Pilgrimage as Homemaking

Dr. Denise Starkey Presents SAL Colloquium

Alexis Anderson
aanderson14@css.edu

Hardships. Everyone experiences them throughout their lives, but every person’s experience is different. As part of St. Scholastica’s SAL Colloquium series, Dr. Denise Starkey, chair and associate professor of theology and religious studies, presented the idea of spiritual homelessness as a way of naming the experience for survivors of childhood violence.

Starkey said that violence survivors “often have an overwhelming desire to belong and to find a home.” Often survivors are seen as lost, eccentric, or out of place, but that may not be the case, borrowing J.R.R Tolkien’s quote, “Not all those who wander are lost.” She also argued that while survivors may be healing, often this seeking and searching process is misunderstood and misjudged, a “false stability is prized over what is misnamed as instability.”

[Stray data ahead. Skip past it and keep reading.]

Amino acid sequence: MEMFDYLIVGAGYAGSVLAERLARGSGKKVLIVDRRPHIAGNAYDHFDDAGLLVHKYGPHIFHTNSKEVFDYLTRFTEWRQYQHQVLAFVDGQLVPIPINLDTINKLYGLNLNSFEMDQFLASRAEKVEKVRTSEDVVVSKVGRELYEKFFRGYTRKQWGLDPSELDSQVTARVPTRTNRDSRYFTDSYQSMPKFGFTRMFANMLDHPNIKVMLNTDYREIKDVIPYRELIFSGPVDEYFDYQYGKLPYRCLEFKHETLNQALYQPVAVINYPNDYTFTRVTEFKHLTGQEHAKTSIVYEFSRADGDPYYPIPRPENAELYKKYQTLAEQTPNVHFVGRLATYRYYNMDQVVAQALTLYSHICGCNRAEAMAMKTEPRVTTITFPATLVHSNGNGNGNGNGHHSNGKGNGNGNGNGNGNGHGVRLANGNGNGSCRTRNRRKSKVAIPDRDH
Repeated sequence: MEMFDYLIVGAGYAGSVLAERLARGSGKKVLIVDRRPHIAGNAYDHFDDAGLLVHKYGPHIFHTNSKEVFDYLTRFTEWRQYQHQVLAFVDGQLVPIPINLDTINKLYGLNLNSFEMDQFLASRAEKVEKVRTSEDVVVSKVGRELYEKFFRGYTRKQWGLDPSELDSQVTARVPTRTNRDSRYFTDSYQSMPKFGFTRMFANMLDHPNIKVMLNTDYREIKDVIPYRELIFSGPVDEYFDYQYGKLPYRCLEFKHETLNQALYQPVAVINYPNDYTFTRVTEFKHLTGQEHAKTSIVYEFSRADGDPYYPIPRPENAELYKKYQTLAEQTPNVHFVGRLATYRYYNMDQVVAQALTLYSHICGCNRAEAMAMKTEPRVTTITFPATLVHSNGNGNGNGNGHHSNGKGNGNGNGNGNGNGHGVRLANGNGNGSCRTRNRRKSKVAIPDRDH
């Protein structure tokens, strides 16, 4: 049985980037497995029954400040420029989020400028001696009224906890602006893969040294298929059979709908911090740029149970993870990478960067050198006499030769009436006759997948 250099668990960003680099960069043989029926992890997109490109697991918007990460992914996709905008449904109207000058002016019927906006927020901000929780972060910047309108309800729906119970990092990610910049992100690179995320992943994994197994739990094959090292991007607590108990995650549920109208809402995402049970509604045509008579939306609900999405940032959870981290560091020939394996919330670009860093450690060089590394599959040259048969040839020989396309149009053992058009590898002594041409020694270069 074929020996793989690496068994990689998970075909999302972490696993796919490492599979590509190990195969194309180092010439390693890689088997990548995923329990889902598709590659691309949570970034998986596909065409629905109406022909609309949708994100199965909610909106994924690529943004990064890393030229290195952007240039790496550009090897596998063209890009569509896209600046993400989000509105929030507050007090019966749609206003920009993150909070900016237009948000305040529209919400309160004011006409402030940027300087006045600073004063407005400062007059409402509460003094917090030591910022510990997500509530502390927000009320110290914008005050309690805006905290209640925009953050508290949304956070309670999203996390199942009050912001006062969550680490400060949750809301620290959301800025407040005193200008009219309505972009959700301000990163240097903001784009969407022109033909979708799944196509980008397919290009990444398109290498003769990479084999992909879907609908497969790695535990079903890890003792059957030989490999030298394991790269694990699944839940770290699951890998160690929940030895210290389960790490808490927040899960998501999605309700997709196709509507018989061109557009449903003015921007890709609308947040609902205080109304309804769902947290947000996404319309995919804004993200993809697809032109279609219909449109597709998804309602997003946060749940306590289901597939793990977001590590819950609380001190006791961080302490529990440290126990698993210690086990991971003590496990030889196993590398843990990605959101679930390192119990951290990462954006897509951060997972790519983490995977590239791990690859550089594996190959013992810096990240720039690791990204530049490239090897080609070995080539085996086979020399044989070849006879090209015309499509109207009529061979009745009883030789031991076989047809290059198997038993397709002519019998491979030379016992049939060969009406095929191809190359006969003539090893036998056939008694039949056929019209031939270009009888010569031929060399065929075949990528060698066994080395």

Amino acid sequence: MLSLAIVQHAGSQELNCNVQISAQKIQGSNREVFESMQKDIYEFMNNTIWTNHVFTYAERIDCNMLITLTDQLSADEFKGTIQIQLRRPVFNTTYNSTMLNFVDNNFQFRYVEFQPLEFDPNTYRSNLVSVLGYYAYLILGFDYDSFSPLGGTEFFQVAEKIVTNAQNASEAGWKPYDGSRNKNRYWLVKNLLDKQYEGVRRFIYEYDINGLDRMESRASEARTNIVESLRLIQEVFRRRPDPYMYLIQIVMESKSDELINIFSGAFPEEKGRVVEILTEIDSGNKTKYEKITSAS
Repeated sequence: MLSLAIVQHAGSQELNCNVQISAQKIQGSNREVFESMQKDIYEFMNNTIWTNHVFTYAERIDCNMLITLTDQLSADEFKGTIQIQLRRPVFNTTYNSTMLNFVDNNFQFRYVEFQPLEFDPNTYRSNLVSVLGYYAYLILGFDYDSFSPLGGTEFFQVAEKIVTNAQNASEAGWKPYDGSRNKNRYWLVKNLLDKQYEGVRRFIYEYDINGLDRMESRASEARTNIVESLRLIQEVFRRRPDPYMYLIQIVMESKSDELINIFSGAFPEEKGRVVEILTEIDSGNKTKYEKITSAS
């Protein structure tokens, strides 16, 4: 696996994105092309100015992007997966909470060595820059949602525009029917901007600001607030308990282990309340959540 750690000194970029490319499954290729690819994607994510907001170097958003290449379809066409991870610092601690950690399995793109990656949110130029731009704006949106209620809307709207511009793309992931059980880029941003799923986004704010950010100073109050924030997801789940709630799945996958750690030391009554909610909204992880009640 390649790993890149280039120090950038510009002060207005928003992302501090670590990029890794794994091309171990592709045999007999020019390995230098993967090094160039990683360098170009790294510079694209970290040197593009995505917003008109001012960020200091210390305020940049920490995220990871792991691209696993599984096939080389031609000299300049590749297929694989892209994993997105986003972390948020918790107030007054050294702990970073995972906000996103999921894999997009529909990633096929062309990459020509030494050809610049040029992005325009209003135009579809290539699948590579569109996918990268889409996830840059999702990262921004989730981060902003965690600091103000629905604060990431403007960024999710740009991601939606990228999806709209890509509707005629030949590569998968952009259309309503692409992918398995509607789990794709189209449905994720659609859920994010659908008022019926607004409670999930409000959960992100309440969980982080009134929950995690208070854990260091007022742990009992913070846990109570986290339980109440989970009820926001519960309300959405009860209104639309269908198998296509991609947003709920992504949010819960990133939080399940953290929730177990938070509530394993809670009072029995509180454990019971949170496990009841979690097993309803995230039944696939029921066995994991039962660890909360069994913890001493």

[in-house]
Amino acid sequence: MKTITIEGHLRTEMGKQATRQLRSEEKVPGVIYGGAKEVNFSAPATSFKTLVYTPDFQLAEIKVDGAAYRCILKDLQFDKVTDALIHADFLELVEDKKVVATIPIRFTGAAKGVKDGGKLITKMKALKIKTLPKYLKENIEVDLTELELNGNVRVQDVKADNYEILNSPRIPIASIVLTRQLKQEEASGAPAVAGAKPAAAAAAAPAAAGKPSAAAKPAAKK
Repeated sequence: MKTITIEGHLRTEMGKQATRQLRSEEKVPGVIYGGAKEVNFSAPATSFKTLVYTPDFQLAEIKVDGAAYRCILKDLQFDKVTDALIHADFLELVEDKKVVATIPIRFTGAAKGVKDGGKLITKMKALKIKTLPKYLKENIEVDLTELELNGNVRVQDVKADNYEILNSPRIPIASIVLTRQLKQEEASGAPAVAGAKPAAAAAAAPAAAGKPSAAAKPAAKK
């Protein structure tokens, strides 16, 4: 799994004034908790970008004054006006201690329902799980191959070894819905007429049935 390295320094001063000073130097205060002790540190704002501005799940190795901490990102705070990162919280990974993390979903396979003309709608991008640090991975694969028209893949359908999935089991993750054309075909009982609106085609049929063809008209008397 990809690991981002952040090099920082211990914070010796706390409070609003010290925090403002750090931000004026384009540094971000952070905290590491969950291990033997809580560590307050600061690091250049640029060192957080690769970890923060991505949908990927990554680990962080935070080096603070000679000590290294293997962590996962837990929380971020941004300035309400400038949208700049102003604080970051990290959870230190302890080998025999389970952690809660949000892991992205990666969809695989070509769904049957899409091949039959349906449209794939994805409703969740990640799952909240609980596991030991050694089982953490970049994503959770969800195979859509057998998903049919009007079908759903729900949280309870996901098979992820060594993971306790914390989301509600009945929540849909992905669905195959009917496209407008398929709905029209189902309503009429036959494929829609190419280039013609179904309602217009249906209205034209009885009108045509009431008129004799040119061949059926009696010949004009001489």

Traditional metaphors for God and understandings of suffering place the burden for continual suffering and experiences of trauma upon the victim. Meanwhile, idealized images of home, belonging, and comfort, that are spoken about in Christian tradition, also place arrival or homecoming in an “after-this-world realm,” said Starkey.

She explained that while some survivors adapt to a certain religious or spiritual traditions, others come to recognize that well-known metaphors, images of God, conceptions of sin, and explanations of suffering do not fit the experiences that they have had. So they look elsewhere and they search for understanding and acceptance.

Starkey introduced the idea of pilgrimage to the audience. Usually, the idea of a pilgrimage is associated with some sort of religious quest or journey, but Starkey encouraged attendees to see it in a different light. Instead, the ancient practice of pilgrimage can be seen as a way of “home-making” for those who are on their healing journey.

Both the practice and the metaphor of pilgrimage provided the audience with an additional way of understanding home as more than a destination, a place one returns to when the pilgrimage is completed.

“Pilgrimage as homemaking offers ways to explore that God travels with us and makes a home within us,” she said.